Antigonon leptopus, commonly known as coral vine, queen’s wreath,Coralita, Cadena de Amor (in the Philippines), bee bush (in many Caribbean islands) or San Miguelito vine, is a species of flowering plant in the buckwheat family, Polygonaceae. It is a perennial that is native to Mexico. It is a vine with pink or white flowers (Antigonon leptopus ‘alba’ ).
Invasion of A.leptopus on Caribbean island St.Eustatius significantly increased arthropod abundance and caused biotic homogenization. Specifically, uninvaded arthropod communities were distinctly different in species composition between developed and natural sites, while they became undistinguishable after A.leptopus invasion. Moreover, functional variables were significantly affected by species invasion… Invaded communities had higher community?weighted mean body size and the feeding guild composition of invaded arthropod communities was characterized by the exceptional numbers of nectarivores, herbivores, and detritivores. Taxa indicated as omnivorous (e.g., ants) that seem intrinsically generalistic appear to primarily suffer from A. leptopus invasion and may be particularly sensitive to the habitat structural effects of A.leptopus. Increased coverage of A. leptopus leads to a significant decrease in the abundance of predatory lizards of the genus Anolis.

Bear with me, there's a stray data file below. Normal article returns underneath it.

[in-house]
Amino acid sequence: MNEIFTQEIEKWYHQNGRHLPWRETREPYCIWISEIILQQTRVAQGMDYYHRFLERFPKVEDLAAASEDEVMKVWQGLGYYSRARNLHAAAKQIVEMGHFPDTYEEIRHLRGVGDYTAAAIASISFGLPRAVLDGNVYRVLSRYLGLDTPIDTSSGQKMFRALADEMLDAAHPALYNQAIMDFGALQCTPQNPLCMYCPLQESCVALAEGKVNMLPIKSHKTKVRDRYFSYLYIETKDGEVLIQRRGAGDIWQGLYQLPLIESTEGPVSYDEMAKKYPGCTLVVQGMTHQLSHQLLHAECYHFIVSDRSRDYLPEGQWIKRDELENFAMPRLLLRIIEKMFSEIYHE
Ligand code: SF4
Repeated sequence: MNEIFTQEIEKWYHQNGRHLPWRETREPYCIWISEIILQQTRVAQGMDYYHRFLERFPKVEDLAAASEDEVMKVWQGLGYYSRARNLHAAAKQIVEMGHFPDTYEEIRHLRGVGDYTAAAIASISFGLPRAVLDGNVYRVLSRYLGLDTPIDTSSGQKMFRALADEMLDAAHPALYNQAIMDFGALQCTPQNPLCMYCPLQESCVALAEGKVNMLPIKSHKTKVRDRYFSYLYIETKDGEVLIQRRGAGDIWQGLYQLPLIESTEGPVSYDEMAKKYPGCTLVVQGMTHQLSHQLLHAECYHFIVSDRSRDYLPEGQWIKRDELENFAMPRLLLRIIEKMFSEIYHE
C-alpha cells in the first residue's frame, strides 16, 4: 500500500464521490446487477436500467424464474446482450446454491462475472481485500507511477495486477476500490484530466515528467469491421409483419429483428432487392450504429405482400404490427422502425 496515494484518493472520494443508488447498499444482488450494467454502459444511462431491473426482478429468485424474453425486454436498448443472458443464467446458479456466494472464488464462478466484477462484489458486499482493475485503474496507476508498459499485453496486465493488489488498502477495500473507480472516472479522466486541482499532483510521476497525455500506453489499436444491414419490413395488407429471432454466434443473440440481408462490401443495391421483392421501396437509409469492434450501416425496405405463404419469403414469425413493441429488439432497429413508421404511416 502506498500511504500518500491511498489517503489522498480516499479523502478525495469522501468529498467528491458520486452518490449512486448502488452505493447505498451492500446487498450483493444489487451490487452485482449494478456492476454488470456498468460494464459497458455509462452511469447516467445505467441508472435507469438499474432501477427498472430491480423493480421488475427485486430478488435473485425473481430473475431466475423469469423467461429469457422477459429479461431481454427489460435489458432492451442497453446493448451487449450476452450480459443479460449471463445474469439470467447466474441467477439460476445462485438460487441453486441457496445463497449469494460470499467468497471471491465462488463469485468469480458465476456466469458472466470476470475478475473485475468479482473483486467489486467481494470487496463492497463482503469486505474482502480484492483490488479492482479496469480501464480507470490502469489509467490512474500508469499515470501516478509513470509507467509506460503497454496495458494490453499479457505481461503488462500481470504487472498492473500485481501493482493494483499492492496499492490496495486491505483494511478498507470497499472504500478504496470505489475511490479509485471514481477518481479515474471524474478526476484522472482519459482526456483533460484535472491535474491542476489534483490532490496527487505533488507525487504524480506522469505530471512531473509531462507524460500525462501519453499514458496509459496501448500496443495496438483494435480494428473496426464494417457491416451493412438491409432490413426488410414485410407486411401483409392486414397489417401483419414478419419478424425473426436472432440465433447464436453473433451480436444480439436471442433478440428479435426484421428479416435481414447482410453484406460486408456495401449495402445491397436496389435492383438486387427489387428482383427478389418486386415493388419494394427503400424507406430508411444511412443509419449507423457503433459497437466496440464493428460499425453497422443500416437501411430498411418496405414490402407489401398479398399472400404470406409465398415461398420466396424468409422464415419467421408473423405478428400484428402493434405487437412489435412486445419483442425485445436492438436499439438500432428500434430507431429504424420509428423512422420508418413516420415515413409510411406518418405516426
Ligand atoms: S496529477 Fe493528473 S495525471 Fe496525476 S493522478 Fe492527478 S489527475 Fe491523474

Antigonon leptopus is a fast-growing climbing vine that holds on via tendrils, and is able to reach over 7 metres in length. It has cordate (heart-shaped), sometimes triangular leaves 25 to 75 mm long. The flowers are borne in panicles, clustered along the rachis. Producing pink or white flowers from spring to autumn, it forms underground tubers and large rootstocks. It is a prolific seed producer. The seeds float on water. The fruit and seeds are eaten and spread by a wide range of animals such as pigs, racoons and birds. The tubers will resprout if the plant is cut back or damaged by frost.